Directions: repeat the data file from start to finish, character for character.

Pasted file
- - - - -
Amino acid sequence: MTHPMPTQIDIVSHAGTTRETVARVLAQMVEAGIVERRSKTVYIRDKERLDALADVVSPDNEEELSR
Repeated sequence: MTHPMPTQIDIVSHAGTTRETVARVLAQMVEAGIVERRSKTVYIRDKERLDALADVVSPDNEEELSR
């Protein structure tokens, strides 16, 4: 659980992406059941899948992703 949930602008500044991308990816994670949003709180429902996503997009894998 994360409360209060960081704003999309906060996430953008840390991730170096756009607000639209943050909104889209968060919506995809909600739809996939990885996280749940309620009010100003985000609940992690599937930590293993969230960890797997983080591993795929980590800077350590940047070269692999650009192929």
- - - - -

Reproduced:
Amino acid sequence: MTHPMPTQIDIVSHAGTTRETVARVLAQMVEAGIVERRSKTVYIRDKERLDALADVVSPDNEEELSR
Repeated sequence: MTHPMPTQIDIVSHAGTTRETVARVLAQMVEAGIVERRSKTVYIRDKERLDALADVVSPDNEEELSR
């Protein structure tokens, strides 16, 4: 659980992406059941899948992703 949930602008500044991308990816994670949003709180429902996503997009894998 994360409360209060960081704003999309906060996430953008840390991730170096756009607000639209943050909104889209968060919506995809909600739809996939990885996280749940309620009010100003985000609940992690599937930590293993969230960890797997983080591993795929980590800077350590940047070269692999650009192929």